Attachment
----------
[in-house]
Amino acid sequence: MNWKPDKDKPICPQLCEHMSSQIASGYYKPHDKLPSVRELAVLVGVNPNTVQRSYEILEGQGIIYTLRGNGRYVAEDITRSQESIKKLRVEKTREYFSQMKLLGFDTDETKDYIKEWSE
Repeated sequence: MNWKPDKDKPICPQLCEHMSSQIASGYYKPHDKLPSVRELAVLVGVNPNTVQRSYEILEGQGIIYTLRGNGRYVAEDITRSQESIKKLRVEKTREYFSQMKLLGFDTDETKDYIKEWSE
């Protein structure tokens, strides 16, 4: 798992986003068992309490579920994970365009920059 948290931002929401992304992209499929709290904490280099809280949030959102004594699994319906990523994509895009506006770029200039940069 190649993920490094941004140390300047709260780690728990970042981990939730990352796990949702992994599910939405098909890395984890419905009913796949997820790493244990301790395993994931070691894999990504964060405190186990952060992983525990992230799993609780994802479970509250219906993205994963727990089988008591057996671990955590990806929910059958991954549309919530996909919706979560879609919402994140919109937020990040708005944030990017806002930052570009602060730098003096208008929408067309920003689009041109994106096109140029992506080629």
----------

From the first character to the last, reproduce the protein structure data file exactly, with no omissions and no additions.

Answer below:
[in-house]
Amino acid sequence: MNWKPDKDKPICPQLCEHMSSQIASGYYKPHDKLPSVRELAVLVGVNPNTVQRSYEILEGQGIIYTLRGNGRYVAEDITRSQESIKKLRVEKTREYFSQMKLLGFDTDETKDYIKEWSE
Repeated sequence: MNWKPDKDKPICPQLCEHMSSQIASGYYKPHDKLPSVRELAVLVGVNPNTVQRSYEILEGQGIIYTLRGNGRYVAEDITRSQESIKKLRVEKTREYFSQMKLLGFDTDETKDYIKEWSE
């Protein structure tokens, strides 16, 4: 798992986003068992309490579920994970365009920059 948290931002929401992304992209499929709290904490280099809280949030959102004594699994319906990523994509895009506006770029200039940069 190649993920490094941004140390300047709260780690728990970042981990939730990352796990949702992994599910939405098909890395984890419905009913796949997820790493244990301790395993994931070691894999990504964060405190186990952060992983525990992230799993609780994802479970509250219906993205994963727990089988008591057996671990955590990806929910059958991954549309919530996909919706979560879609919402994140919109937020990040708005944030990017806002930052570009602060730098003096208008929408067309920003689009041109994106096109140029992506080629």